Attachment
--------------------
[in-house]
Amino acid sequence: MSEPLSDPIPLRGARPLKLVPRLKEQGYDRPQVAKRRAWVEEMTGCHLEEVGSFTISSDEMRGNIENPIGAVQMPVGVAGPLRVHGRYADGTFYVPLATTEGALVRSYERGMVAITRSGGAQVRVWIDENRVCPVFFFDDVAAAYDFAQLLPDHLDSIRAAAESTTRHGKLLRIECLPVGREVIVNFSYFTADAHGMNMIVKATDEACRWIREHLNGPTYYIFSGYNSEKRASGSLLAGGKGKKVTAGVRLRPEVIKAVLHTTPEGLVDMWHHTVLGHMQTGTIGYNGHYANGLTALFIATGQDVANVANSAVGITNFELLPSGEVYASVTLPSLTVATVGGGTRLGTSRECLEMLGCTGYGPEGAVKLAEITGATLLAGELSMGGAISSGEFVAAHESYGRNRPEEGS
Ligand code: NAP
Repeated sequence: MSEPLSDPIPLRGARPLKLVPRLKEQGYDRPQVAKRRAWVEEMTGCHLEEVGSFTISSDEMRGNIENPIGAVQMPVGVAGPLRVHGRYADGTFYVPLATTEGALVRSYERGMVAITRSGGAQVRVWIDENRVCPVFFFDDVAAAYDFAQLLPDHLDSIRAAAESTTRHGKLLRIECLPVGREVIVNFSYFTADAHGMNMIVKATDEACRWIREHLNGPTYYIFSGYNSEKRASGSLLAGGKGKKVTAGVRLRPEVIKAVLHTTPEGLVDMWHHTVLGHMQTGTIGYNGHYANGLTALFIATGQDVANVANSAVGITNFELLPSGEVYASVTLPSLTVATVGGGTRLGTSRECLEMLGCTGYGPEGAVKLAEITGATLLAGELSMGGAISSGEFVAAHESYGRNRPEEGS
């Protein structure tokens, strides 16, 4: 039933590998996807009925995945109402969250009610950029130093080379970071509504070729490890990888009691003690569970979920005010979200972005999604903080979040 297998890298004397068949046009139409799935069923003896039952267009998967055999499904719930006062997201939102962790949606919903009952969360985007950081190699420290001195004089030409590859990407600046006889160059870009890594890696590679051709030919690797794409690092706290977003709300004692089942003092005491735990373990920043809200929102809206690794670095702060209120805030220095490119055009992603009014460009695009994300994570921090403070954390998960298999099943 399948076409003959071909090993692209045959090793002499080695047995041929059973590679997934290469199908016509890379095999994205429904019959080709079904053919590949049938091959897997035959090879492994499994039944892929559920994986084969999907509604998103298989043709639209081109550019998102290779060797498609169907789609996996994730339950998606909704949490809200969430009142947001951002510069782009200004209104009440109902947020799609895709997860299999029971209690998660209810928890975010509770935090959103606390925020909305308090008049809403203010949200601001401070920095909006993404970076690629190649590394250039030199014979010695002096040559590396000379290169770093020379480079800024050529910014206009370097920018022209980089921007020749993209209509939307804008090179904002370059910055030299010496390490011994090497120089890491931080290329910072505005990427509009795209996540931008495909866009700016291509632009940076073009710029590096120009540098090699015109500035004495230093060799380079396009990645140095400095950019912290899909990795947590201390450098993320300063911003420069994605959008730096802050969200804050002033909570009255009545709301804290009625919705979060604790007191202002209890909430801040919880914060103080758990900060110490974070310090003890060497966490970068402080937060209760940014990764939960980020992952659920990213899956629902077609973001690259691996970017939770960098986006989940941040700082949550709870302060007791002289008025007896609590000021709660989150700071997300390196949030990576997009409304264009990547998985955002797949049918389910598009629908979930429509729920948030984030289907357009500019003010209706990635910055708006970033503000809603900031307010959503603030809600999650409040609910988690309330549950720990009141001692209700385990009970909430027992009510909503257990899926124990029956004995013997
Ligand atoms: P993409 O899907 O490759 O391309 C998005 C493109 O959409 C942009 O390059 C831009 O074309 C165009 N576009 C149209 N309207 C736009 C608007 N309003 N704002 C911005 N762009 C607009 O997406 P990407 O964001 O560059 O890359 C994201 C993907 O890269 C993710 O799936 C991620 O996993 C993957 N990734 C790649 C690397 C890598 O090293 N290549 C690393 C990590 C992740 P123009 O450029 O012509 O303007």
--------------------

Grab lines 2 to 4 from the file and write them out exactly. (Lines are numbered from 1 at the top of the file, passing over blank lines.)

Amino acid sequence: MSEPLSDPIPLRGARPLKLVPRLKEQGYDRPQVAKRRAWVEEMTGCHLEEVGSFTISSDEMRGNIENPIGAVQMPVGVAGPLRVHGRYADGTFYVPLATTEGALVRSYERGMVAITRSGGAQVRVWIDENRVCPVFFFDDVAAAYDFAQLLPDHLDSIRAAAESTTRHGKLLRIECLPVGREVIVNFSYFTADAHGMNMIVKATDEACRWIREHLNGPTYYIFSGYNSEKRASGSLLAGGKGKKVTAGVRLRPEVIKAVLHTTPEGLVDMWHHTVLGHMQTGTIGYNGHYANGLTALFIATGQDVANVANSAVGITNFELLPSGEVYASVTLPSLTVATVGGGTRLGTSRECLEMLGCTGYGPEGAVKLAEITGATLLAGELSMGGAISSGEFVAAHESYGRNRPEEGS
Ligand code: NAP
Repeated sequence: MSEPLSDPIPLRGARPLKLVPRLKEQGYDRPQVAKRRAWVEEMTGCHLEEVGSFTISSDEMRGNIENPIGAVQMPVGVAGPLRVHGRYADGTFYVPLATTEGALVRSYERGMVAITRSGGAQVRVWIDENRVCPVFFFDDVAAAYDFAQLLPDHLDSIRAAAESTTRHGKLLRIECLPVGREVIVNFSYFTADAHGMNMIVKATDEACRWIREHLNGPTYYIFSGYNSEKRASGSLLAGGKGKKVTAGVRLRPEVIKAVLHTTPEGLVDMWHHTVLGHMQTGTIGYNGHYANGLTALFIATGQDVANVANSAVGITNFELLPSGEVYASVTLPSLTVATVGGGTRLGTSRECLEMLGCTGYGPEGAVKLAEITGATLLAGELSMGGAISSGEFVAAHESYGRNRPEEGS